Friday, July 19, 2019

Siam Kubota out to triple sales reach in Myanmar

Jun 19. 2019
Chalermchai Kittibuntorn, a manager at|Siam Kubota Corporation’s engine and power tiller department, outlines the company’s plans during an interview in Yangon.
Chalermchai Kittibuntorn, a manager at|Siam Kubota Corporation’s engine and power tiller department, outlines the company’s plans during an interview in Yangon.
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IN response to surging demand for quality machinery in Myanmar’s agriculture sector, Siam Kubota Corporation is planning to triple the reach of its distribution network over the next five years, said Chalermchai Kittibuntorn, a manager at the firm’s engine and power tiller department.

“We are now actively cooperating with 27 authorised dealers in Myanmar, and will cooperate with an additional 34 dealers in the near future,” he said in an exclusive interview with The Nation on Wednesday. “By 2024, we will be cooperating with at least 84 authorised dealers. This means we aim to expand our distribution network by more than three times than the existing portfolio.”

The firm mainly aims to improve the sales of power tillers and diesel engines under the brand KubotaPem. Chalermchai is confident that the firm will enjoy stronger growth in Myanmar. 

“This market is really important to us. We place special attention on Cambodia, Laos and Myanmar, as they are all agriculture-based countries. We see a bright potential in these countries,” he said.

Chalermchai said the firm would focus on the mass market rather than supplying its machinery to enterprises. Though the firm is yet to be involved in any of the government projects in Myanmar, he foresees room for cooperation when the opportunity comes. 

“Our aim is to ensure the best quality in all the machinery we import to this market. We foresee a higher demand for power tillers and diesel engines here. We are here to fulfil the needs of this market,” he said.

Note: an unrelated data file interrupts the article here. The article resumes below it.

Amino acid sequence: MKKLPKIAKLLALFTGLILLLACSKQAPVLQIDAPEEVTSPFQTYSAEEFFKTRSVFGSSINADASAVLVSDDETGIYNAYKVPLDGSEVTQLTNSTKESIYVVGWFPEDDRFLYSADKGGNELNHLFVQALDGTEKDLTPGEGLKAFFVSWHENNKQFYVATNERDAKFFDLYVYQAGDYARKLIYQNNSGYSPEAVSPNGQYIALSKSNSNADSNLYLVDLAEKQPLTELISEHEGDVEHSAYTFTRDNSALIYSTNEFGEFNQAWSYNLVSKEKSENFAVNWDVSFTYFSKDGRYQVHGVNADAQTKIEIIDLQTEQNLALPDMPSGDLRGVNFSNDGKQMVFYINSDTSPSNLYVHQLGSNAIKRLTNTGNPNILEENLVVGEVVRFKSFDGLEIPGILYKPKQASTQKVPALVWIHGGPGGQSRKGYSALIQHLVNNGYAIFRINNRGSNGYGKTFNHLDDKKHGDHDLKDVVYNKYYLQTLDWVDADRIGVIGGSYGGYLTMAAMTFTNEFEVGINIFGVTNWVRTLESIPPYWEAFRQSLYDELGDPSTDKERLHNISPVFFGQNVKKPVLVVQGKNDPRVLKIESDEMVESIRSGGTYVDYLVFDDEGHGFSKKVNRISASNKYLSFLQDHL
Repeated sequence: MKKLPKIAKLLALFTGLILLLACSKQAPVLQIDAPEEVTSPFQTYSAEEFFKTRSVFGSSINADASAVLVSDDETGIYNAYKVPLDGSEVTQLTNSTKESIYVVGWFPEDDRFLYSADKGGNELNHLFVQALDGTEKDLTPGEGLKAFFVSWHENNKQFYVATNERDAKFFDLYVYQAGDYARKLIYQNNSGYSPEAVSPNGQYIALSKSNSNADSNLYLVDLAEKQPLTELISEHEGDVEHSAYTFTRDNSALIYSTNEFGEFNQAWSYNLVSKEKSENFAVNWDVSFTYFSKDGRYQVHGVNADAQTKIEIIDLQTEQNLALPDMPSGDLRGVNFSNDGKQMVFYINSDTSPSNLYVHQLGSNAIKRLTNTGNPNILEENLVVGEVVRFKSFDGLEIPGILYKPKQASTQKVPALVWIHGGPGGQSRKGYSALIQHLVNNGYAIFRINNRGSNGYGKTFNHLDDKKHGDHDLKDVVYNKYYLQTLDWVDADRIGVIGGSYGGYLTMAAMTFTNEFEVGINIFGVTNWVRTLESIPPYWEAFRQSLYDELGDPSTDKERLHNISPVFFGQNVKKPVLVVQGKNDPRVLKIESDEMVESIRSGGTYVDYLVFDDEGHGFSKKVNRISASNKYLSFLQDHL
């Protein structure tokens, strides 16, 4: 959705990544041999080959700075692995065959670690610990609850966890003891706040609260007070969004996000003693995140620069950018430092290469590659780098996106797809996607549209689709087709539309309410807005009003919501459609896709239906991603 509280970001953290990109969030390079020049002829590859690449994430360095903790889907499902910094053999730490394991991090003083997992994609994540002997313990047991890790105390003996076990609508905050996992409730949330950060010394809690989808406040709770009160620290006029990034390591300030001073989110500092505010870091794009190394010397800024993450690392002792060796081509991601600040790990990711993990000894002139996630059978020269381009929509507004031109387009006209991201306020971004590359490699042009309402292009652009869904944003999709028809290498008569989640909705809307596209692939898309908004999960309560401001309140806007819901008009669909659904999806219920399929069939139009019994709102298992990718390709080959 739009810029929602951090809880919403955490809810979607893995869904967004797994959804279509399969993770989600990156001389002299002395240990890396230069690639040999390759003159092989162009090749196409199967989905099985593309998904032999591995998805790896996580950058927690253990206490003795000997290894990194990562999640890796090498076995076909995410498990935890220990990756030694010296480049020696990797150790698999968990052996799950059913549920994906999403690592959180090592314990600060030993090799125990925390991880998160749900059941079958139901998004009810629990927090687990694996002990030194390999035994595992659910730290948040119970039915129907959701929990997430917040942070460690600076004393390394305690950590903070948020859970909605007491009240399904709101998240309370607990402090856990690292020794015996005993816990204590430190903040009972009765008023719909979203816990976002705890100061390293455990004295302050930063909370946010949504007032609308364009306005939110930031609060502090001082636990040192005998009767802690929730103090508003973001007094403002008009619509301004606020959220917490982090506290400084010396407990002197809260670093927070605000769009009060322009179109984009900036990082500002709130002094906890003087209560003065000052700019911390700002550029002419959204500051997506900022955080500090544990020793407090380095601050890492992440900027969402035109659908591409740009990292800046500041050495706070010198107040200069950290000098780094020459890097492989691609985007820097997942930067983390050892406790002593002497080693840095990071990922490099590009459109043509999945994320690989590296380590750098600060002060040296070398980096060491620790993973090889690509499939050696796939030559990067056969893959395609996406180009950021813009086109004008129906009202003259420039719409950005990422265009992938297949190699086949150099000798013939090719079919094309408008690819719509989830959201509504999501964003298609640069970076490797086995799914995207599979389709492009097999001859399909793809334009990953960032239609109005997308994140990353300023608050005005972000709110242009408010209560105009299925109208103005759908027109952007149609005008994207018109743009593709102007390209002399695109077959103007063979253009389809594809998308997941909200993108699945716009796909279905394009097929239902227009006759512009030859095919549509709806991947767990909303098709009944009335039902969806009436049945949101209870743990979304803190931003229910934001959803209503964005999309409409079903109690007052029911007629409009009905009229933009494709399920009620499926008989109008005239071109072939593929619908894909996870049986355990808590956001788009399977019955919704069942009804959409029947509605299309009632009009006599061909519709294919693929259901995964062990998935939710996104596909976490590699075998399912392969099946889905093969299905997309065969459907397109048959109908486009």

The company has been in Myanmar since 2011, and has expanded its distribution network throughout the nation in cooperation with local dealers who know the market well. Having manufactured diesel engines and power tillers for nearly four decades, the firm recently developed the ZT engine Pro model by adding a turning signal to enhance safety when customers use the engine as transport. 

Chalermchai said the firm aims to achieve at least 50 per cent of the market in Myanmar over the next 12 months. It expects to triple the growth in sales of its power tillers as well as sell at least 10,000 diesel engines in Myanmar within a year. The revenue is expected to increase further, as the firm projects to sell 50,000 to 80,000 diesel engines over the next five years. 

“In terms of our sales revenue in Myanmar, we have been growing at between 15 and 20 per cent on a monthly basis since the past few years,” Chalermchai said.

The firm has more than 6,000 customers in Myanmar that are using Kubota machinery on their farms. In order to ensure the effective use of the machinery, the firm has been carrying out awareness-raising activities on the ground every month.

“Our aim is to facilitate farmers for mutual benefits. We systematically train our dealers and customers on how to effectively use our products,” he said.

“The majority of Myanmar farmers know a lot about the strengths of our machinery. We specialise in agricultural machinery with the aim for the customers to have efficient products to use in farming and other applications.”

He said farmers can reduce the number of workers as well as other costs to a large extent by utilising the machinery.

“What makes our diesel engine different from the others in the market is that our life span is longer. It can be used for up to 10 years. We can guarantee our diesel engine is more durable and saves more fuel to help farmers save more money in the long term,” he said.

Chalermchai said the firm wants to play a role in bringing “smart farming” products to Myanmar, particularly in the production of rice, corn and sugarcane. 


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